Once you finish writing your romance manuscript there is an immense feeling of satisfaction. Your baby is taking shape. Now, all you need to do is get it published. Here are a few tips to help you go about submitting your manuscript to agents and publishers.

1. Who do you need to contact? For the previously unpublished author, your first line of inquiry will probably be the publishing houses. There are agents that will take on new writers if they are very, very good. If you believe that much in your work and your skills, that is another avenue to pursue.

2. Read and reread your manuscript. Let another writing colleague or an editing service go over it. Manuscripts with typos may make it onto the desk of an editor or agent but it won’t stay there long. These professionals have too many other manuscripts to wade through to take time to tackle grammar issues.

3. Do your research. This is an important tip because many first-time writers don’t know anything about the business of romance publishing. Start at the local bookstore. New titles are coming out all the time and it is worth your while to check them out especially the ones in your genre. What are the plotlines? Your book will stand out if it takes a different tack than the others.

4. Fashion the best query letter possible. A query letter is required for editors and agents. The Writer’s Market includes sections on agents and publishing houses. Discover which agents are looking for new writers and which publishing houses accept unsolicited manuscripts. These are the people that you want to reach out to. Within the query, discuss your book and what makes it special. Include a synopsis of your book or a few sample chapters. What you send depends on what they want to read.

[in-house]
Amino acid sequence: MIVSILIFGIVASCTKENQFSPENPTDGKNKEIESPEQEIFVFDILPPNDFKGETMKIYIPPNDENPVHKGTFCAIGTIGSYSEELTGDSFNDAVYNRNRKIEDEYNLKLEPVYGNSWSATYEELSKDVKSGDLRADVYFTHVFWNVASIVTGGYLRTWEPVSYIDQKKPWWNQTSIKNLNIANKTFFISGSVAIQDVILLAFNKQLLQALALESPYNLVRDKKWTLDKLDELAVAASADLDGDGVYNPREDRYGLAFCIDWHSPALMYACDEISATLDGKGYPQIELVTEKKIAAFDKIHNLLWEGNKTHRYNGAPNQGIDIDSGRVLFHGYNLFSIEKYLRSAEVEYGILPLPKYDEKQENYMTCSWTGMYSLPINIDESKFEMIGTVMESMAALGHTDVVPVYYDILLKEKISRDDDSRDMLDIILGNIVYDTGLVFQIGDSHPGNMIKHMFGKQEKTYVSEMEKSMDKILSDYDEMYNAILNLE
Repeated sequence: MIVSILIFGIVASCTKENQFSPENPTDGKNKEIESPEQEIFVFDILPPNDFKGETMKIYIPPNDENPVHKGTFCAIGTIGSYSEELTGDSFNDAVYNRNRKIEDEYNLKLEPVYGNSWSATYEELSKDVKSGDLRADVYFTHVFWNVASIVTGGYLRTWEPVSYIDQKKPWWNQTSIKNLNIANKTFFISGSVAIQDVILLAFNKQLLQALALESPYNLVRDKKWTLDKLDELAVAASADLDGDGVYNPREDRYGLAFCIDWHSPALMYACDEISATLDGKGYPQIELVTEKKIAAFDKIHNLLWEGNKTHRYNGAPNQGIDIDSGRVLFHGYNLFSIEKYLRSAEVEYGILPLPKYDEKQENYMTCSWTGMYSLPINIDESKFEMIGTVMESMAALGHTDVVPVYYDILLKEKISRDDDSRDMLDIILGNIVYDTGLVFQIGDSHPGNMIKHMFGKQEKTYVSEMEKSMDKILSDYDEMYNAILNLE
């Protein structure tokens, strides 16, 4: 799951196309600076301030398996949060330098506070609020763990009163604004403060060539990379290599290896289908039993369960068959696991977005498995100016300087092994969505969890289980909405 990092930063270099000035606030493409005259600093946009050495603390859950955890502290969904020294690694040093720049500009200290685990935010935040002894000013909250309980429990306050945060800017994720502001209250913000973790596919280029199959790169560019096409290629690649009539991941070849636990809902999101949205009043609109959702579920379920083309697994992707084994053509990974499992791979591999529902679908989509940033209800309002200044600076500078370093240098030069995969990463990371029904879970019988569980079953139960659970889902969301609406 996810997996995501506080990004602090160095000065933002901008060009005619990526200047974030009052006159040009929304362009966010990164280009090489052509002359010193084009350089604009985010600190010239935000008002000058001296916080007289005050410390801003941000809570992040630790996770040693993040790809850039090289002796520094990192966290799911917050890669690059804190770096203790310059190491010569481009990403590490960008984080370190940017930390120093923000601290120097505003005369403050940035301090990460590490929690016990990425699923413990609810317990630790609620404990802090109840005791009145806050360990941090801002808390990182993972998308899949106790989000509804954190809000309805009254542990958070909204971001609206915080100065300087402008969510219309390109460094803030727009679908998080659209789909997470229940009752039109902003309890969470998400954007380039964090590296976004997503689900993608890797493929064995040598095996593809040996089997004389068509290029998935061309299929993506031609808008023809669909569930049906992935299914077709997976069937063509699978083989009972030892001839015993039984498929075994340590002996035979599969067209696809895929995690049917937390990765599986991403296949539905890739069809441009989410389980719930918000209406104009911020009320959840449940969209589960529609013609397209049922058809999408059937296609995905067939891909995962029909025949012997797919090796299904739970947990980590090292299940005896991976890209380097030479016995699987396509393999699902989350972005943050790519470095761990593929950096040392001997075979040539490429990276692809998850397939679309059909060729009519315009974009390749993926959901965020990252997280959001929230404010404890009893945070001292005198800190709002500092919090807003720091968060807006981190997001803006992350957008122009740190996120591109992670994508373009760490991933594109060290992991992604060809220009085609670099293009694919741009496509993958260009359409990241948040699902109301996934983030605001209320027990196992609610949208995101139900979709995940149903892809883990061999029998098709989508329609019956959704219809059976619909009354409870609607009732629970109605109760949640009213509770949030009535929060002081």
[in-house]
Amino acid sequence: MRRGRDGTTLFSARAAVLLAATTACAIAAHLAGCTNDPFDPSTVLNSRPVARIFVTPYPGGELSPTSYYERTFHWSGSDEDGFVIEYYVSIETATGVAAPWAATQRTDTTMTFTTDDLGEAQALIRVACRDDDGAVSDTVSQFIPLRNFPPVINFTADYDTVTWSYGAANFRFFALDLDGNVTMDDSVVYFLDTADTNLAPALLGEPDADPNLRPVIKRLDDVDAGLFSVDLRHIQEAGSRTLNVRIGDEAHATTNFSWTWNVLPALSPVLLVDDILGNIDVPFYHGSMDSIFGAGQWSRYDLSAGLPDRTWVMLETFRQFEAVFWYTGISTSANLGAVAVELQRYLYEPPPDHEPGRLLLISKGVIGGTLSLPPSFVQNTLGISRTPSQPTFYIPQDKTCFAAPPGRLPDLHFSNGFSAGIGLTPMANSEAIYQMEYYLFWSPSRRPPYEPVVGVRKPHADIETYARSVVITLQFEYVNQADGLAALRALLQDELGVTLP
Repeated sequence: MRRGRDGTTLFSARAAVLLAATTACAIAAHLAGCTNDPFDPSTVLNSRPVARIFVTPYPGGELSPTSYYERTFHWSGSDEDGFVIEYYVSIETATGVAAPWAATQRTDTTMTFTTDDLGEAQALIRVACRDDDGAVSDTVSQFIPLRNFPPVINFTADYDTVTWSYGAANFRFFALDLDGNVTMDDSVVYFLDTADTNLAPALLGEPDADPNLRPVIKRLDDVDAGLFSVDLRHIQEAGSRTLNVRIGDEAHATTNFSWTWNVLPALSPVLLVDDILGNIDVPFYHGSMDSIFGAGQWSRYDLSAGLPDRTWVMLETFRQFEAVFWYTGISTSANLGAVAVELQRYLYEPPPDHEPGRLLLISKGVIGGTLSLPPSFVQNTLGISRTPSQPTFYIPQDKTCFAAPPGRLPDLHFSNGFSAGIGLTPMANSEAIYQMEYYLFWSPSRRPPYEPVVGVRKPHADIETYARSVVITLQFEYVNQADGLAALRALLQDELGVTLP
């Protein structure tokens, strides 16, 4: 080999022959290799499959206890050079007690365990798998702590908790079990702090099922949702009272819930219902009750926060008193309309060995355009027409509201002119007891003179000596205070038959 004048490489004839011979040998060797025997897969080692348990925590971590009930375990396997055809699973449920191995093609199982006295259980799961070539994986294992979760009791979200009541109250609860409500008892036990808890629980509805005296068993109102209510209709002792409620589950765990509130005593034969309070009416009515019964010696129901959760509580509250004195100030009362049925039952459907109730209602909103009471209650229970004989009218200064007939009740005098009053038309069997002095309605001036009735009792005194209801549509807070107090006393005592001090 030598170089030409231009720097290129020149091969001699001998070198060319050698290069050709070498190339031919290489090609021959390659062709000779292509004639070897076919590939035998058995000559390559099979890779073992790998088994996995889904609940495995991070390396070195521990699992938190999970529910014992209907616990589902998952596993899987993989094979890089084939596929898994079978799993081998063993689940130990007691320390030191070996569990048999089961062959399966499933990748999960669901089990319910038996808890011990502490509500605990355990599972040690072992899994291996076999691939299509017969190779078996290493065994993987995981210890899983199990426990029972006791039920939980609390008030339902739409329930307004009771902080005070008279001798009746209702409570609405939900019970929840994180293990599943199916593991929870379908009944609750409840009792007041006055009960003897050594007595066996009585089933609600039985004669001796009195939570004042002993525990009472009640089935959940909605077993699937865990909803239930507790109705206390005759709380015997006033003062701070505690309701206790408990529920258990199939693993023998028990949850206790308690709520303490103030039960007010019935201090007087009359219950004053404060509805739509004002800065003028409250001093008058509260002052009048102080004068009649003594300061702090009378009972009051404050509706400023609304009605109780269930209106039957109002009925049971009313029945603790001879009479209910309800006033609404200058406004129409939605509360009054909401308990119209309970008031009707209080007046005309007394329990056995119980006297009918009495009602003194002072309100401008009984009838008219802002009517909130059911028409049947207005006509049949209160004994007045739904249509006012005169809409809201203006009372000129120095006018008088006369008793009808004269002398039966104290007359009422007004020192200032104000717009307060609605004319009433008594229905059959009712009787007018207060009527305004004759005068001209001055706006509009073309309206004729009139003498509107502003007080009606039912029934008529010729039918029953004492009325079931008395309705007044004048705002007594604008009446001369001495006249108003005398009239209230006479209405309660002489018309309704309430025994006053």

5. Follow the writer’s guidelines to the letter. Think about your job. If someone came to apply, you’d expect them to know something about the company and be dressed appropriately for the interview, correct? It’s the same with agents and editors. Your manuscript needs to be “dressed” according to what they like if you want them to take an interest.

6. Join a writer’s circle. It can be a local one or online. Here you will gain valuable insight from other romance writers both published and unpublished about how to play the game. Writer’s groups try to provide their members with guest speakers on writing, publishing information and critiques on your work by other members of the group. This is not just joining for the sake of your resume, get involved and make it worth your while.

7. Enter romance writing contents. These are fun and potentially lucrative ways to meet agents and editors. It is also a dry run to see how your writing fares against a larger pool of writers. This is similar to what it’s like in the publishing world. Enter as often as you can afford to and pay attention to any feedback that you get.

Submitting your romance manuscript takes time, preparation and knowledge of the industry. Let your publishing savvy show through and get your work read.